by Dana George | Updated July 17, 2021 - First published on May 18, 2020
Many or all of the products here are from our partners. We may earn a commission from offers on this page. It’s how we make money. But our editorial integrity ensures our experts’ opinions aren’t influenced by compensation. Terms may apply to offers listed on this page.
In the mood to organize? Make sure you don't throw away anything you might need.
If, like many of us, you have piles and files of financial documents stored around your home, you may be curious as to how long you're supposed to hold on to it all. Here's a rundown of what you need to keep and what you can shred.
Tips and tricks from the experts delivered straight to your inbox that could help you save thousands of dollars. Sign up now for free access to our Personal Finance Boot Camp.
By submitting your email address, you consent to us sending you money tips along with products and services that we think might interest you. You can unsubscribe at any time. Please read our Privacy Statement and Terms & Conditions.
Some financial documents should be held until they are canceled, sold, cashed-in, expire, or no longer serve a purpose. They include:
As long as you don't need any of the following for tax purposes, they can be shredded and recycled after one year:
Generally, the statute of limitations for the IRS to audit a return is three years (although there are exceptions to the rule, as we discuss in more detail below). Keep all IRS-related documents for at least three years. Here are some of the items you can toss at that point:
The IRS can audit you for up to six years if you under-report your income by more than 25%, overstate your basis (lie about how much you initially paid for an investment), or fail to report foreign income, gifts, or assets. Note: If you file a fraudulent return, don't sign your return, or simply choose not to file at all, the IRS is not bound to a statute of limitations if they can prove you attempted to commit fraud.
These are the documents you'll use to calculate capital gains when you sell a home. Keep them, just in case you're audited within six years of claiming the expenses on your taxes:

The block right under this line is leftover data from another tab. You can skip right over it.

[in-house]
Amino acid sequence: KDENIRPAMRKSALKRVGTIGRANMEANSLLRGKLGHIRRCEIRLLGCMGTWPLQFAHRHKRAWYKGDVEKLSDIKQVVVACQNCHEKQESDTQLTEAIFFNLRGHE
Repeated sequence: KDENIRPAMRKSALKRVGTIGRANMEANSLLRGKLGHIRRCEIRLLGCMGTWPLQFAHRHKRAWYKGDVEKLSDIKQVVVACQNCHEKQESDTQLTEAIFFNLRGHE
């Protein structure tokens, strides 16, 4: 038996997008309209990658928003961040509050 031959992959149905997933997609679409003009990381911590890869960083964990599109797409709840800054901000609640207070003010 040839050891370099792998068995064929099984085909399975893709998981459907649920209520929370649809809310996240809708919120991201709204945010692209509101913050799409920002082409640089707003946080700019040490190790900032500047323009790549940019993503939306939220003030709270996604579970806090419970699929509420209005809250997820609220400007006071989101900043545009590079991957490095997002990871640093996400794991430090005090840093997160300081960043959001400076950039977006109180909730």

Although they're not necessarily financial documents, you should retain Social Security cards, ID cards, passports, shot records, birth and death certificates, marriage licenses, business licenses, and adoption papers indefinitely. Also, keep these financial documents:
And in case you ever need to file an insurance claim, keep the paperwork associated with your purchase of these items (or until you no longer own them):
Make it a point to shred documents you no longer need in order to protect valuable information and reduce the risk of falling victim to credit card fraud. The best place to store remaining records is somewhere that's out of sight of casual visitors, preferably in a waterproof/fireproof box. Before storing those records away though, scan and store them online in order to ensure that you have backup copies.
Unless you're a person who enjoys the process, there's nothing fun about gathering and organizing important papers. Still, doing so can save you time and stress when you need access to them. It can also help you get a better sense of your financial situation, including how much you have in your bank account.
Many people are missing out on guaranteed returns as their money languishes in a big bank savings account earning next to no interest. The Ascent's picks of the best online savings accounts can earn you more than 8x the national average savings account rate.
We’re firm believers in the Golden Rule, which is why editorial opinions are ours alone and have not been previously reviewed, approved, or endorsed by included advertisers. The Ascent does not cover all offers on the market. Editorial content from The Ascent is separate from The Motley Fool editorial content and is created by a different analyst team.